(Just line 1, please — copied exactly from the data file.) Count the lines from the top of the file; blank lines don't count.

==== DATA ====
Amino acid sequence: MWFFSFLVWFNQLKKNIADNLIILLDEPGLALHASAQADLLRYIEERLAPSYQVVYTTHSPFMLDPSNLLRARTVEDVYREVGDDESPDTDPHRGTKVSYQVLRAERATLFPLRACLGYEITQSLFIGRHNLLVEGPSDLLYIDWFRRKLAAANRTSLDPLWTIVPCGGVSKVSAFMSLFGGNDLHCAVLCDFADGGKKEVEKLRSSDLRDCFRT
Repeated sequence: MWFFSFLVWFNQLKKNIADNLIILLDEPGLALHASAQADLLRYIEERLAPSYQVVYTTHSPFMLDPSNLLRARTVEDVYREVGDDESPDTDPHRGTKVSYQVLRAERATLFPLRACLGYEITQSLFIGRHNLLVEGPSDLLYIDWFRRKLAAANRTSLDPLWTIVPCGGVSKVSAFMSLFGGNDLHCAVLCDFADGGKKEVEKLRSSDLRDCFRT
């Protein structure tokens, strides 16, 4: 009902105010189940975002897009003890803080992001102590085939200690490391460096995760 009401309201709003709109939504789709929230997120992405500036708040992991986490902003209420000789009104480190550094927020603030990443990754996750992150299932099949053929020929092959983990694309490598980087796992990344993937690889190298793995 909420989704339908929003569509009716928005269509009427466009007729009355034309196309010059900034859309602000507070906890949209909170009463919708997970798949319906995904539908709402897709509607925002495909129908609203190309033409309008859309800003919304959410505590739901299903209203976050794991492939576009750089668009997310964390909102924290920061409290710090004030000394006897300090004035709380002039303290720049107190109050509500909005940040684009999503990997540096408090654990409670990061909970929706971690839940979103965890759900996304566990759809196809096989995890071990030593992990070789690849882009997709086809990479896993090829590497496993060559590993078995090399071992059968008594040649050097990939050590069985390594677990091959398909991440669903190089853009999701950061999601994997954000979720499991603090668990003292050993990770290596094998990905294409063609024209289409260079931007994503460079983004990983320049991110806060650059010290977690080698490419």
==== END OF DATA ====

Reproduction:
Amino acid sequence: MWFFSFLVWFNQLKKNIADNLIILLDEPGLALHASAQADLLRYIEERLAPSYQVVYTTHSPFMLDPSNLLRARTVEDVYREVGDDESPDTDPHRGTKVSYQVLRAERATLFPLRACLGYEITQSLFIGRHNLLVEGPSDLLYIDWFRRKLAAANRTSLDPLWTIVPCGGVSKVSAFMSLFGGNDLHCAVLCDFADGGKKEVEKLRSSDLRDCFRT